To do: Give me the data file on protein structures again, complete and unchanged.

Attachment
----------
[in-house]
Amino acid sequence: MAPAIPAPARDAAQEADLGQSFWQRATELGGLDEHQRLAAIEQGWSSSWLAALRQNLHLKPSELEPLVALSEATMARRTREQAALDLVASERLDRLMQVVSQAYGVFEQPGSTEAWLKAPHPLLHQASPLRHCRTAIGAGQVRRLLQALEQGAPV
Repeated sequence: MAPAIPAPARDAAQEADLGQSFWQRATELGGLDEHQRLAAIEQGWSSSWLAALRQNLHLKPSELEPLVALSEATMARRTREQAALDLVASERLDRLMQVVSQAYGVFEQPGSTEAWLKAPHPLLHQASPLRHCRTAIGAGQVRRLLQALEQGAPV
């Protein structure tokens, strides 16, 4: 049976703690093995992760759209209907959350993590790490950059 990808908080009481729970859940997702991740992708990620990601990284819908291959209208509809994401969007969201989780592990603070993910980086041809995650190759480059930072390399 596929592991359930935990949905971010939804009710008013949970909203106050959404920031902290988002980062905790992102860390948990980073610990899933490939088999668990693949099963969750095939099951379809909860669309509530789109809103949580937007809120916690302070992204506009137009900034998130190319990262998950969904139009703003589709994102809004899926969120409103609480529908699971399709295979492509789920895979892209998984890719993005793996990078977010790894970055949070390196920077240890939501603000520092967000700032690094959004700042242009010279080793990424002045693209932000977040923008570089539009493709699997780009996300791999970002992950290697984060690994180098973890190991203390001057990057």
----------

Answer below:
[in-house]
Amino acid sequence: MAPAIPAPARDAAQEADLGQSFWQRATELGGLDEHQRLAAIEQGWSSSWLAALRQNLHLKPSELEPLVALSEATMARRTREQAALDLVASERLDRLMQVVSQAYGVFEQPGSTEAWLKAPHPLLHQASPLRHCRTAIGAGQVRRLLQALEQGAPV
Repeated sequence: MAPAIPAPARDAAQEADLGQSFWQRATELGGLDEHQRLAAIEQGWSSSWLAALRQNLHLKPSELEPLVALSEATMARRTREQAALDLVASERLDRLMQVVSQAYGVFEQPGSTEAWLKAPHPLLHQASPLRHCRTAIGAGQVRRLLQALEQGAPV
């Protein structure tokens, strides 16, 4: 049976703690093995992760759209209907959350993590790490950059 990808908080009481729970859940997702991740992708990620990601990284819908291959209208509809994401969007969201989780592990603070993910980086041809995650190759480059930072390399 596929592991359930935990949905971010939804009710008013949970909203106050959404920031902290988002980062905790992102860390948990980073610990899933490939088999668990693949099963969750095939099951379809909860669309509530789109809103949580937007809120916690302070992204506009137009900034998130190319990262998950969904139009703003589709994102809004899926969120409103609480529908699971399709295979492509789920895979892209998984890719993005793996990078977010790894970055949070390196920077240890939501603000520092967000700032690094959004700042242009010279080793990424002045693209932000977040923008570089539009493709699997780009996300791999970002992950290697984060690994180098973890190991203390001057990057």